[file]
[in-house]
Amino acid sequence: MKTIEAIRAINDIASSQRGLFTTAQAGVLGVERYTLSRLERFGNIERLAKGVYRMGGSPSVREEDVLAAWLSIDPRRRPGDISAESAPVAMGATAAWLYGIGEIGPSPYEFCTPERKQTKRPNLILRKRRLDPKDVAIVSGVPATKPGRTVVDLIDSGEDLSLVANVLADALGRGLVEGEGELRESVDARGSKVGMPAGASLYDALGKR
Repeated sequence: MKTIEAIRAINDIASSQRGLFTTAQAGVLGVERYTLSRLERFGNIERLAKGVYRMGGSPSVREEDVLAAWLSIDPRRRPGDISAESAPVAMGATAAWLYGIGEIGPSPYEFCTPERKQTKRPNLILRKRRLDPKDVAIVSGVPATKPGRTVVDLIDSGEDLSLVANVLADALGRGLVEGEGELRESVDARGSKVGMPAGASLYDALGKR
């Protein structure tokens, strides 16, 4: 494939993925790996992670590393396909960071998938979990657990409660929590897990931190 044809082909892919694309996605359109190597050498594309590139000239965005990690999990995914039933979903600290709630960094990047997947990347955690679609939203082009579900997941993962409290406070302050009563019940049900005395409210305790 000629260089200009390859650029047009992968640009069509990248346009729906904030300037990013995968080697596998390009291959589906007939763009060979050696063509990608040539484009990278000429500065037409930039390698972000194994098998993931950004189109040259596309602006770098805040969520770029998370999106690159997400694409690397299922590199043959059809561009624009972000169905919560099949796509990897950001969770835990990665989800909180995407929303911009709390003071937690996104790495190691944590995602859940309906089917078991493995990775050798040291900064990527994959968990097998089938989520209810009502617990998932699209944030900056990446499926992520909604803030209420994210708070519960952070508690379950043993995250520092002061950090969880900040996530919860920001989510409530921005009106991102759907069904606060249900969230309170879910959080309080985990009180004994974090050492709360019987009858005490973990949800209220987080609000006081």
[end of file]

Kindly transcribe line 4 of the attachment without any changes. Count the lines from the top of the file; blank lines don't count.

């Protein structure tokens, strides 16, 4: 494939993925790996992670590393396909960071998938979990657990409660929590897990931190 044809082909892919694309996605359109190597050498594309590139000239965005990690999990995914039933979903600290709630960094990047997947990347955690679609939203082009579900997941993962409290406070302050009563019940049900005395409210305790 000629260089200009390859650029047009992968640009069509990248346009729906904030300037990013995968080697596998390009291959589906007939763009060979050696063509990608040539484009990278000429500065037409930039390698972000194994098998993931950004189109040259596309602006770098805040969520770029998370999106690159997400694409690397299922590199043959059809561009624009972000169905919560099949796509990897950001969770835990990665989800909180995407929303911009709390003071937690996104790495190691944590995602859940309906089917078991493995990775050798040291900064990527994959968990097998089938989520209810009502617990998932699209944030900056990446499926992520909604803030209420994210708070519960952070508690379950043993995250520092002061950090969880900040996530919860920001989510409530921005009106991102759907069904606060249900969230309170879910959080309080985990009180004994974090050492709360019987009858005490973990949800209220987080609000006081």